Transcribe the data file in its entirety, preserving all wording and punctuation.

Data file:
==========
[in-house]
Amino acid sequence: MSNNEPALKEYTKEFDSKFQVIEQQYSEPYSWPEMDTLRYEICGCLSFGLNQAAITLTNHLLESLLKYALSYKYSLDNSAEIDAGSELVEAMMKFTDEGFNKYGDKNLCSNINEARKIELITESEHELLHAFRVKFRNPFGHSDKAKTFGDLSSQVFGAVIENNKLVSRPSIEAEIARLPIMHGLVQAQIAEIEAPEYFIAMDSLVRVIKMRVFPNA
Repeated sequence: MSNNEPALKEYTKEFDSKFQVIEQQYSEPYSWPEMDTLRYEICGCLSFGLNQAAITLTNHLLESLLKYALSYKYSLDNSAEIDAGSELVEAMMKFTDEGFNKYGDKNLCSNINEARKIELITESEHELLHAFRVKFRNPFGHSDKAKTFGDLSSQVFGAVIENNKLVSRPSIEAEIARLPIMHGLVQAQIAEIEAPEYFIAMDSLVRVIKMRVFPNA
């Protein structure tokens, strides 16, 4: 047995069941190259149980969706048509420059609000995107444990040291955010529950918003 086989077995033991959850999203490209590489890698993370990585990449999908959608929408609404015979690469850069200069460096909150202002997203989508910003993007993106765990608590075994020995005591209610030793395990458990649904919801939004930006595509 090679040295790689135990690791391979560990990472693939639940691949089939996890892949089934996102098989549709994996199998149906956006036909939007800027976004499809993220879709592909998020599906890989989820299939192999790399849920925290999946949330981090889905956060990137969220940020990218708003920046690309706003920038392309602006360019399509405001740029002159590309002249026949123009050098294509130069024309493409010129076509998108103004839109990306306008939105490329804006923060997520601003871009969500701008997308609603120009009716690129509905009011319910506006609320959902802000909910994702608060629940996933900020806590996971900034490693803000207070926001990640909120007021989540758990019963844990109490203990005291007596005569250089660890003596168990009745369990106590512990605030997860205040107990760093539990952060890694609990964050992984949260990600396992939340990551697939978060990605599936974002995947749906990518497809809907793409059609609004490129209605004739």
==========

[in-house]
Amino acid sequence: MSNNEPALKEYTKEFDSKFQVIEQQYSEPYSWPEMDTLRYEICGCLSFGLNQAAITLTNHLLESLLKYALSYKYSLDNSAEIDAGSELVEAMMKFTDEGFNKYGDKNLCSNINEARKIELITESEHELLHAFRVKFRNPFGHSDKAKTFGDLSSQVFGAVIENNKLVSRPSIEAEIARLPIMHGLVQAQIAEIEAPEYFIAMDSLVRVIKMRVFPNA
Repeated sequence: MSNNEPALKEYTKEFDSKFQVIEQQYSEPYSWPEMDTLRYEICGCLSFGLNQAAITLTNHLLESLLKYALSYKYSLDNSAEIDAGSELVEAMMKFTDEGFNKYGDKNLCSNINEARKIELITESEHELLHAFRVKFRNPFGHSDKAKTFGDLSSQVFGAVIENNKLVSRPSIEAEIARLPIMHGLVQAQIAEIEAPEYFIAMDSLVRVIKMRVFPNA
């Protein structure tokens, strides 16, 4: 047995069941190259149980969706048509420059609000995107444990040291955010529950918003 086989077995033991959850999203490209590489890698993370990585990449999908959608929408609404015979690469850069200069460096909150202002997203989508910003993007993106765990608590075994020995005591209610030793395990458990649904919801939004930006595509 090679040295790689135990690791391979560990990472693939639940691949089939996890892949089934996102098989549709994996199998149906956006036909939007800027976004499809993220879709592909998020599906890989989820299939192999790399849920925290999946949330981090889905956060990137969220940020990218708003920046690309706003920038392309602006360019399509405001740029002159590309002249026949123009050098294509130069024309493409010129076509998108103004839109990306306008939105490329804006923060997520601003871009969500701008997308609603120009009716690129509905009011319910506006609320959902802000909910994702608060629940996933900020806590996971900034490693803000207070926001990640909120007021989540758990019963844990109490203990005291007596005569250089660890003596168990009745369990106590512990605030997860205040107990760093539990952060890694609990964050992984949260990600396992939340990551697939978060990605599936974002995947749906990518497809809907793409059609609004490129209605004739």